OpinionBoycott, Divestment & Sanctions (BDS)

Is it time to say, ‘who cares?’

Who cares what Ilhan Omar, Rashida Tlaib and Marjorie Taylor Greene think? What I do care about is the response of their parties, which has been appallingly weak.

U.S. House Reps. Ilhan Omar (D-Minn.) (left) and Rashida Tlaib (D-Mich.). Credit: EPA/Jim Lo Scalzo/Israel Hayom.
U.S. House Reps. Ilhan Omar (D-Minn.) (left) and Rashida Tlaib (D-Mich.). Credit: EPA/Jim Lo Scalzo/Israel Hayom.
Mitchell Bard
Mitchell Bard
Mitchell Bard is a foreign-policy analyst and an authority on U.S.-Israel relations who has written and edited 22 books, including The Arab Lobby, Death to the Infidels: Radical Islam’s War Against the Jews and After Anatevka: Tevye in Palestine.

At the risk of putting a target on my back, it has occurred to me that the proper response for much of the anti-Israel activity on and off campus should be a combination of derision, counter-attack and neglect. I’ve been dealing with anti-Semitism, Israel denial and Middle East issues since my college days and, after more than 40 years, I have concluded that too much time, money, and energy is being spent responding to the latter.

Instead, we should simply say, “who cares?”

Who cares, for example, what Peter Beinart and others of his ilk say? He’s the man biting the dog being a Jew who criticizes Israel, so naturally, The New York Times gives him a platform. But is anything he says relevant? I have been guilty in the past of wasting time rebutting his inane ideas, but what counts is that no one in any position of authority in Israel cares what he thinks or will ever follow his policy prescriptions. The same goes for celebrities who chime in with their opinions.

Who cares what former diplomats say about the peace process? When they retire, they are immediately regarded by the media as sages when, in fact, they were usually total failures who insist on telling their successors to repeat their mistakes.

Similarly, who cares about advocates of a two-state solution? No one in the United States, including the president, has the power to settle the conflict with the Palestinians (see the Rogers Plan, Reagan Plan, Camp David Accords, Clinton Parameters, Middle East Road Map, Kerry plan, Ultimate Deal). There is no magic formula that is yet to be discovered to change the status quo. Peace will only come when the Palestinians decide they are prepared to give up their delusions of having a state from the river to the sea where every Palestinian can return to the homes they lived in before 1949.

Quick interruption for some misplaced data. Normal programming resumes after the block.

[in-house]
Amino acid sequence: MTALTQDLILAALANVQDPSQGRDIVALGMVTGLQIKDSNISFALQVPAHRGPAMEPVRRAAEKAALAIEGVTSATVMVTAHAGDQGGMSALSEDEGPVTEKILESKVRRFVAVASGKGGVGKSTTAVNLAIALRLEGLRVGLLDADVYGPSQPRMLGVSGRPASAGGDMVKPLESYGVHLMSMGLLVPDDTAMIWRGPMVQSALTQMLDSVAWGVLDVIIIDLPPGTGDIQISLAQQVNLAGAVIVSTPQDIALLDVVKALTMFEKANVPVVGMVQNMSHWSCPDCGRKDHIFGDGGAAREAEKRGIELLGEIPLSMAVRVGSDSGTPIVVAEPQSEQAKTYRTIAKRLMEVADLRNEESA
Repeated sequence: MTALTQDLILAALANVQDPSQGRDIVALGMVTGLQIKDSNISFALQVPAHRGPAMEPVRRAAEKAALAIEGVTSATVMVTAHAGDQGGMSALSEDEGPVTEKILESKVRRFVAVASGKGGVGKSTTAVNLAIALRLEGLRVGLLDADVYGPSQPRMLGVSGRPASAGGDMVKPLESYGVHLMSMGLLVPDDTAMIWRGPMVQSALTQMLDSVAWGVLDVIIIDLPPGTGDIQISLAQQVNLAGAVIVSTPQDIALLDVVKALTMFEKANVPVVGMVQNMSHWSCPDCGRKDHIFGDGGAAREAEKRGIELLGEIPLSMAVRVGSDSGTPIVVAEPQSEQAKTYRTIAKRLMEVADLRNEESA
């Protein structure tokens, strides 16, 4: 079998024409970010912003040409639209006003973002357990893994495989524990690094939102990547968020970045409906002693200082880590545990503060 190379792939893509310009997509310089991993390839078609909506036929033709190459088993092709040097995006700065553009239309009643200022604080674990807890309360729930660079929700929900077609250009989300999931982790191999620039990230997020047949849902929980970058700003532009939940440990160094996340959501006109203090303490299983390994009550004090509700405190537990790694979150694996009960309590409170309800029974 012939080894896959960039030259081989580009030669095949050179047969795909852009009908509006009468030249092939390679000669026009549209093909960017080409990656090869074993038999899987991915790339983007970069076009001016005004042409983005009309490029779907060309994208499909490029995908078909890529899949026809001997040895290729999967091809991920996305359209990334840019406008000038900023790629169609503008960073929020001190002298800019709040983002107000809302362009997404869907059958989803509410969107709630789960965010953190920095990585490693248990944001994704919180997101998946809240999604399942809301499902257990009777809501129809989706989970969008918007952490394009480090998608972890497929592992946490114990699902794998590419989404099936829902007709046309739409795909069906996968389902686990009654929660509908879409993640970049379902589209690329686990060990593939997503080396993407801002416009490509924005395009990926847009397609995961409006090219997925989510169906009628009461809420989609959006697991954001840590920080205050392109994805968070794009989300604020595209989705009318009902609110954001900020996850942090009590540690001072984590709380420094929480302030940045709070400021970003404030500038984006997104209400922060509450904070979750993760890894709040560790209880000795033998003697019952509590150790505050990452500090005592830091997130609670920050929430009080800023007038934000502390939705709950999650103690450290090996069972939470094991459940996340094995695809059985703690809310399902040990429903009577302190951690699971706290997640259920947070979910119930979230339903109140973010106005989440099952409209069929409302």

Who cares what professors think about Mideast policy? The Washington Post thought it was newsworthy to publish a survey with the views of 557 professors. The most relevant question would have been whether any of them has ever had any influence whatsoever on any issue related to Israel. The anti-Israel Middle East Studies Association, from which part of the sample was drawn, has lamented the irrelevance of its members’ views to policymaking, so why should we care what they think? Also, the fact that 65 percent of the professors agreed the current situation is “a one-state reality” akin to Afrikaner South Africa should be enough to tell you that a majority of these “scholars” are ignoramuses, if not anti-Semites.

Now, what I do care about is their influence in the classroom. If they are using their power and the imprimatur of their department or university to indoctrinate students with their personal agendas, they are committing academic malpractice.

Who cares about people who deny Israel’s right to exist? First, they are anti-Semites, and second, they have no power to change reality. The exceptions are Hamas, Hezbollah, Iran and others using violence to try to destroy Israel. As to the rest, I’m with Abba Eban, who said: “Nobody does Israel any service by proclaiming its ‘right to exist.’ Israel’s right to exist, like that of the United States, Saudi Arabia and 152 other states, is axiomatic and unreserved. Israel’s legitimacy is not suspended in midair awaiting acknowledgement. … There is certainly no other state, big or small, young or old, that would consider mere recognition of its ‘right to exist’ a favor, or a negotiable concession.”